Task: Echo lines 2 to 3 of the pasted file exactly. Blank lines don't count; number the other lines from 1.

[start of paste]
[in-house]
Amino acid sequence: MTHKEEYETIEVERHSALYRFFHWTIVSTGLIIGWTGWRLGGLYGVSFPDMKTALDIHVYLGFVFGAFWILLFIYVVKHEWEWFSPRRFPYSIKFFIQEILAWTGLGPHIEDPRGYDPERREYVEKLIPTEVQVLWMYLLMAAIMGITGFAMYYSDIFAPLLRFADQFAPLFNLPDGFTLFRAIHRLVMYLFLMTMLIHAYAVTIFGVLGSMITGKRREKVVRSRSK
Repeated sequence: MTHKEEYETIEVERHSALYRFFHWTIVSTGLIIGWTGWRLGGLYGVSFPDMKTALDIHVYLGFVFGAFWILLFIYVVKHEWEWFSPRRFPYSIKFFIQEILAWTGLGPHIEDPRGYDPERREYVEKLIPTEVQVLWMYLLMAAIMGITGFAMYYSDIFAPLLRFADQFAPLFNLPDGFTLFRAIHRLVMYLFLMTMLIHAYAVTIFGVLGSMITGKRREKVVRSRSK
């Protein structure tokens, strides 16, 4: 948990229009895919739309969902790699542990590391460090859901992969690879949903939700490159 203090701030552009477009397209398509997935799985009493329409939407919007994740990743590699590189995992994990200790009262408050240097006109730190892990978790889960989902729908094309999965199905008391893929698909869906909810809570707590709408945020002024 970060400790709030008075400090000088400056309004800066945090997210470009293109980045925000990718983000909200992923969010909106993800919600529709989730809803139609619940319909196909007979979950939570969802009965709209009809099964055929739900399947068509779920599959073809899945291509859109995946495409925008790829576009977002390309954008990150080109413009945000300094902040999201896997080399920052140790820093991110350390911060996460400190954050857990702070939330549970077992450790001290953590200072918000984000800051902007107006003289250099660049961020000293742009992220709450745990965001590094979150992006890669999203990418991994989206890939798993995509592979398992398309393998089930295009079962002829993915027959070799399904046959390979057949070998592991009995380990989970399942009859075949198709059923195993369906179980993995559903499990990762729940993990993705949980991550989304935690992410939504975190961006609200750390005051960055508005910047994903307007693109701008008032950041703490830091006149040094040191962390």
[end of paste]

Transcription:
Amino acid sequence: MTHKEEYETIEVERHSALYRFFHWTIVSTGLIIGWTGWRLGGLYGVSFPDMKTALDIHVYLGFVFGAFWILLFIYVVKHEWEWFSPRRFPYSIKFFIQEILAWTGLGPHIEDPRGYDPERREYVEKLIPTEVQVLWMYLLMAAIMGITGFAMYYSDIFAPLLRFADQFAPLFNLPDGFTLFRAIHRLVMYLFLMTMLIHAYAVTIFGVLGSMITGKRREKVVRSRSK
Repeated sequence: MTHKEEYETIEVERHSALYRFFHWTIVSTGLIIGWTGWRLGGLYGVSFPDMKTALDIHVYLGFVFGAFWILLFIYVVKHEWEWFSPRRFPYSIKFFIQEILAWTGLGPHIEDPRGYDPERREYVEKLIPTEVQVLWMYLLMAAIMGITGFAMYYSDIFAPLLRFADQFAPLFNLPDGFTLFRAIHRLVMYLFLMTMLIHAYAVTIFGVLGSMITGKRREKVVRSRSK